I have been reading the posts on this site since my father was diagnosed a few months ago after a visit found him jaundice and we took him to the hospital and a week later found out he had stage 3 / 4 bile duct cancer which had invaded lymph nodes and his liver and some surrounding areas. He had not been feeling well for months prior going to Dr and Dr with test after test but no one could pinpoint what it was. Thankful for the diagnosis to know what it was but crestfallen at the same time.
He is I guess I should say was a spry 91 year old who was extremely active walked all of the time and in the summer golfed frequently. This has changed of course as he is having trouble breathing and in discomfort and has lost great deal of weight. Now of course we know this is due to the cancer.
He is has a good spirit and has always been in good health his oncologist said he can offer him palliative chemotherapy to at least slow down progression and give him an extra month or two of quality of life. We decided to go that route since my father does not wish any extraordinary means in the end.
He was just about to enter his third cycle of palliative chemo when things are continuing to get a lot worse he's breathing is labored he is confused he gets very shaky and certainly doesn't want to eat at all. He is taking a couple souls and today when I was with him so that my sister who lives with him could go to work, (she and I are tag-teaming caring for him), he was so weak after I put them back to bed for a rest and give him some more oxygen he couldn't even get back out of bed and has been resting most of the day.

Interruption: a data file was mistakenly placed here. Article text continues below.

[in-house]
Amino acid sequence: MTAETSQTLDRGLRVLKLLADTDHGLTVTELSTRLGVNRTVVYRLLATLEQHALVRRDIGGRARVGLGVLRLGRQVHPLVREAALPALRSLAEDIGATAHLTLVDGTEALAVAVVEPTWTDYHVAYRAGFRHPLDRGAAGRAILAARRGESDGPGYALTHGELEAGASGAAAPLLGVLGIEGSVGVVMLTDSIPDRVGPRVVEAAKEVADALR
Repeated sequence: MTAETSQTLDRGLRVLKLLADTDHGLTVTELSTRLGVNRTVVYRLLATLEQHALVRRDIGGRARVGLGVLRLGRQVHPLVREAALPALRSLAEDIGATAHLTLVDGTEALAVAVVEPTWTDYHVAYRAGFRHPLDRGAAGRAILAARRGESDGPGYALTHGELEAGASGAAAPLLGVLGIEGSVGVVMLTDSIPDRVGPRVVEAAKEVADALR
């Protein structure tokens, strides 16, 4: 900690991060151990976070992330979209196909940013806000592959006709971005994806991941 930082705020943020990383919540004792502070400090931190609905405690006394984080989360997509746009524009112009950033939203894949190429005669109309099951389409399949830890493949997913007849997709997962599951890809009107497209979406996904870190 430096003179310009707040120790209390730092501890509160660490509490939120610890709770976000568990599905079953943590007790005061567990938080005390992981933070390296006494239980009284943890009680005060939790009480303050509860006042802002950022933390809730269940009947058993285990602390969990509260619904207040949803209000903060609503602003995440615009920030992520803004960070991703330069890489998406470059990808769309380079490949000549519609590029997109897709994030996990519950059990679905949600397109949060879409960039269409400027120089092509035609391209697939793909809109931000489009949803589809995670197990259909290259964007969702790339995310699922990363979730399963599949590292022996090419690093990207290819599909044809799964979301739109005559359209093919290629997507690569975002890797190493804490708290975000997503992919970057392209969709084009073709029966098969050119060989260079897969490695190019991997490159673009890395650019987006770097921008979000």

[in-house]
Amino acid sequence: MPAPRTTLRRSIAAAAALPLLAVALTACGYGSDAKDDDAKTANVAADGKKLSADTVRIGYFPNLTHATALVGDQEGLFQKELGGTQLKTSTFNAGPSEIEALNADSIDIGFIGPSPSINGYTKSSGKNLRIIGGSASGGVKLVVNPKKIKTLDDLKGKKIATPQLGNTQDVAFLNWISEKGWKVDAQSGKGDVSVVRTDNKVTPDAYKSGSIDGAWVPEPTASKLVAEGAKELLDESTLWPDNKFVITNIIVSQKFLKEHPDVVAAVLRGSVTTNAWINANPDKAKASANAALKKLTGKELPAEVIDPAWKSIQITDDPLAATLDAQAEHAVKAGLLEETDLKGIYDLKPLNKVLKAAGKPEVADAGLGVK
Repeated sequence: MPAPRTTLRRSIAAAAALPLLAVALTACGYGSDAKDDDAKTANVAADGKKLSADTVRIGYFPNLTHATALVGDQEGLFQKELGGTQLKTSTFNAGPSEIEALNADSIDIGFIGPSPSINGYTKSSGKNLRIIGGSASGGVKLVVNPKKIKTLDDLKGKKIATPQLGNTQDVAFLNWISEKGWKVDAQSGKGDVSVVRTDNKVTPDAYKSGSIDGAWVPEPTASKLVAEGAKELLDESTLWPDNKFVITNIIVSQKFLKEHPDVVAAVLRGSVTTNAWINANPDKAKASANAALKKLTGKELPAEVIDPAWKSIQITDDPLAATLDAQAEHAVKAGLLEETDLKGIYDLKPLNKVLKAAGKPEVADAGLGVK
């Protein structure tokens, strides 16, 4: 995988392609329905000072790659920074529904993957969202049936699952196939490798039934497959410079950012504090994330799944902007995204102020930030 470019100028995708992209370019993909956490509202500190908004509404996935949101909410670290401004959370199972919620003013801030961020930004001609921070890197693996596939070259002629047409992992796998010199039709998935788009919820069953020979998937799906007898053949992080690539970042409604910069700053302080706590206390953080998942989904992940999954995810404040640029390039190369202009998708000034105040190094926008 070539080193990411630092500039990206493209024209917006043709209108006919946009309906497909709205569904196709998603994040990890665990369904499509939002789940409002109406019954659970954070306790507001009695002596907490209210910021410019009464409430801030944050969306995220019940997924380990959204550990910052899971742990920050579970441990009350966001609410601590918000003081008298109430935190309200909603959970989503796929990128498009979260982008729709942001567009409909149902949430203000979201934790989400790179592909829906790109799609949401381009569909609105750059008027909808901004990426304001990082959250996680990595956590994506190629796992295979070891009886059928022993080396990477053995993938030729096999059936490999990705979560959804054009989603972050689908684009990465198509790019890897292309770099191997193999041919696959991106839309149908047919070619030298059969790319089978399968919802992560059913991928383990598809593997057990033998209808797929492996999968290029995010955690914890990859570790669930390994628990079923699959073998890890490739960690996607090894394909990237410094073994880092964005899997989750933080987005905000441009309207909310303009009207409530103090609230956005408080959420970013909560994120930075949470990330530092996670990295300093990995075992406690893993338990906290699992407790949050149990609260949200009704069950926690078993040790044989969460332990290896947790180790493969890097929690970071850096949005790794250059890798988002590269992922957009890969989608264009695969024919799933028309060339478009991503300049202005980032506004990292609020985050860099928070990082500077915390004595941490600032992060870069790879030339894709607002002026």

He shiver so much and cannot get warm.
I guess what I'm looking for here is is this normal what would be the progression of this horrible disease?
My sister and I reassure my father how wonderful he is how much we love him and my nephew who lives with him as well has been terrific with him especially given the fact that he is just about 16 years old his other grandchildren and great-grandchildren visit him and tell him the same and my brother who lives in a different state calld him frequently.
I'm just trying to get a handle on what's to come. From what it looks like it is similar to what I experienced with my late husband who had Parkinson's with Lewy Body syndrome at least in terms of the confusion and some of the following and perhaps things that he might say and not mean because it's really the disease and not him.
Any support or Insight anyone can offer sure would be greatly appreciated. We just didn't expect him to deteriorate this quickly.
I am so sorry to hear about your father.
My 47 year old brother was diagnosed with cholangiocarcenoma in July and has spent a huge amount of time in hospital with various problems, especially stents. He should have started chemotherapy but a wound from an operation to attempt to remove the tumour, which failed, never healed rendering chemo a non starter. He is experiencing the same symptoms as your father and I too would be really grateful to read any replies to your post as I can find lots of information about this cancer, but it's harder to find out how it affects someone towards the end.
My father developed those same symptoms; shaking, loss of oxygens, etc. Since, we knew it had traveled through his body, we knew the symptoms of those last days meant that it was in his brain. I pray that your dad has a living will. My dad had redone his in December before his diagnosis and it told us not to do anything if he was terminally ill. The last ten days, he lost a different bodily function EVERYDAY. That is the fastest moving cancer that I've ever seen. It changed his behavior the last few days. I, too, joined this site to see what people posted about the last days. After losing the ability to do anything, he slept the last three days in peace with some pain meds administered under his tongue by hospice. He couldn't even swallow.